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Army vet receiving Medal of Honor for Afghan fight

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By The Associated Press
Monday, Feb. 11, 2013, 9:06 a.m.
 

WASHINGTON — President Barack Obama is awarding the Medal of Honor to an Army veteran for his courageous leadership during a day-long firefight in Afghanistan.

Former Staff Sgt. Clinton Romesha is being recognized Monday at the White House for his actions during the 2009 attack on Combat Outpost Keating in the mountains near the Pakistan border. About 50 U.S. troops were at the outpost when it came under fire by hundreds of Taliban fighters, and Romesha led a fight against the enemy to protect the camp.

Eight U.S. soldiers were killed in the fighting and other 22 wounded, including Romesha, who was peppered with shrapnel from a rocket-propelled grenade but fought through his wounds. He dismisses his injuries as “nothing” compared to those suffered by some of his fellow soldiers.

“I've had buddies that have lost eyesight and lost limbs,” Romesha said in a news conference last month after Obama called to tell him he would receive the award. “I would rather give them all the credit they deserve for sacrificing so much. For me it was nothing, really. I got a little peppered, that was it.”

Romesha also served twice in Iraq and will be the fourth living Medal of Honor recipient for actions in Iraq or Afghanistan. It is the nation's highest military decoration for valor.

Romesha, who grew up in Lake City, Calif., deployed out of Fort Carson, Colo. He now lives in Minot, N.D., with his wife and three children and works in oil field safety.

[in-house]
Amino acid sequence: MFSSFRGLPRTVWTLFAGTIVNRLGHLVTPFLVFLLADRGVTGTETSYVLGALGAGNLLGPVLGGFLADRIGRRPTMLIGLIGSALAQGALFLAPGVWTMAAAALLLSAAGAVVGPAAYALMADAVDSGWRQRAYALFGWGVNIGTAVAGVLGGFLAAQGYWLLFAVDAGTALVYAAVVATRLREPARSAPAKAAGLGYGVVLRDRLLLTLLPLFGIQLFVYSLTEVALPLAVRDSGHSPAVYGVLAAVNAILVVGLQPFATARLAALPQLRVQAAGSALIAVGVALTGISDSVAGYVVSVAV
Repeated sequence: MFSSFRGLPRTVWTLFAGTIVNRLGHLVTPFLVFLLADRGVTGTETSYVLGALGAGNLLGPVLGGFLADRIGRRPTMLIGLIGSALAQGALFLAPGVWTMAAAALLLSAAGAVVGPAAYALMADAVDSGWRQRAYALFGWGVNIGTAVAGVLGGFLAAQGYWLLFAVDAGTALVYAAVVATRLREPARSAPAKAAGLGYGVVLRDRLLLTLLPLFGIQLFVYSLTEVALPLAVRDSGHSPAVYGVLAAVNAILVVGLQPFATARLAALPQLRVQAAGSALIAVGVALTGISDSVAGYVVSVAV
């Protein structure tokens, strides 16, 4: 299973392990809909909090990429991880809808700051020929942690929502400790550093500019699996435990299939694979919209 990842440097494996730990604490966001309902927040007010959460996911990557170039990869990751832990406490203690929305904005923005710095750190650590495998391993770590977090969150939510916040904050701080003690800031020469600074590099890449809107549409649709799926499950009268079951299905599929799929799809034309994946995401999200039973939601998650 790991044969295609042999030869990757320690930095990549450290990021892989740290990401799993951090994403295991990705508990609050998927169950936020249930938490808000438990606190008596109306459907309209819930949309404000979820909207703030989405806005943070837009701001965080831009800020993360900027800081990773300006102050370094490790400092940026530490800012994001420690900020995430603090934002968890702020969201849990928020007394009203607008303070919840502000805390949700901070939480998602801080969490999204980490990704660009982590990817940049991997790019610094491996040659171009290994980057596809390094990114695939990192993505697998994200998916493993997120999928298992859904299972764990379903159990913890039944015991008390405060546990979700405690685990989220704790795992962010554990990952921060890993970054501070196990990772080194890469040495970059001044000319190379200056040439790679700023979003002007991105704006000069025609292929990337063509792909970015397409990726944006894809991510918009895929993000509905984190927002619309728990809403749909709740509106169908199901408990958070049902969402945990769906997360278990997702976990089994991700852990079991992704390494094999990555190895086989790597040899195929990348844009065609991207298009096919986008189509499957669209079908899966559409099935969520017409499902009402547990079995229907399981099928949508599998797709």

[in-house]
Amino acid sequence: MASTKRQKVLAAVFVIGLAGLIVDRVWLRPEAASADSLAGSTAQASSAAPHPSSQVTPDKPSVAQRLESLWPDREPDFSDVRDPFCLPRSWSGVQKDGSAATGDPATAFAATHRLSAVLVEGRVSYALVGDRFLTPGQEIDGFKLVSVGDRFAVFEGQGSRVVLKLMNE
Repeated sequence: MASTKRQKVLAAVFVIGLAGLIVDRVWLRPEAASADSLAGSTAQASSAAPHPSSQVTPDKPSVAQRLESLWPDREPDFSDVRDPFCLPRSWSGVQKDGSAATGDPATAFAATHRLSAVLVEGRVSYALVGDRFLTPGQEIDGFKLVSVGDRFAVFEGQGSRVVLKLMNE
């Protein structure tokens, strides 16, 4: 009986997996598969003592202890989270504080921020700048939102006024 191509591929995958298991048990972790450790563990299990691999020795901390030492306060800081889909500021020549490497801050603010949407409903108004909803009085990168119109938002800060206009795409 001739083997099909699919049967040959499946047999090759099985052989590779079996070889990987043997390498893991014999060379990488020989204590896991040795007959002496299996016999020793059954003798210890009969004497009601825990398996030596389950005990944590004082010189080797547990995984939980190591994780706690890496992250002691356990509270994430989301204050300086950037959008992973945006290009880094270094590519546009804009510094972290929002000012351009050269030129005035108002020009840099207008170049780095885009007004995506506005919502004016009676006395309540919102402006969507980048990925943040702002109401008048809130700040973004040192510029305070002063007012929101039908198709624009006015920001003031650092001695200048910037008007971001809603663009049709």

Combat Outpost Keating sits in a valley and came under attack from the mountains on all four sides at 6 a.m. on Oct. 3, 2009. An account of the fight by the Army says Romesha “displayed extraordinary heroism through a daylong engagement in which he killed multiple enemy fighters, recovered fallen soldiers and led multiple recovery, resupply, and counterattack operations.”

When three Taliban fighters breached the camp's perimeter, Romesha shot and killed them with a rifle that belonged to the Afghan troops that he only had basic knowledge of. They were among more than 10 Taliban that Romesha killed that day under heavy enemy fire, and he also directed air assaults to protect the camp and recovered the bodies of U.S. troops who died in the battle.

“We weren't going to be beat that day,” Romesha told last month's news conference. “And seeing all those guys pull together, I mean you're not going to back down in the face of adversity like that. We were just going to win, plain and simple.”

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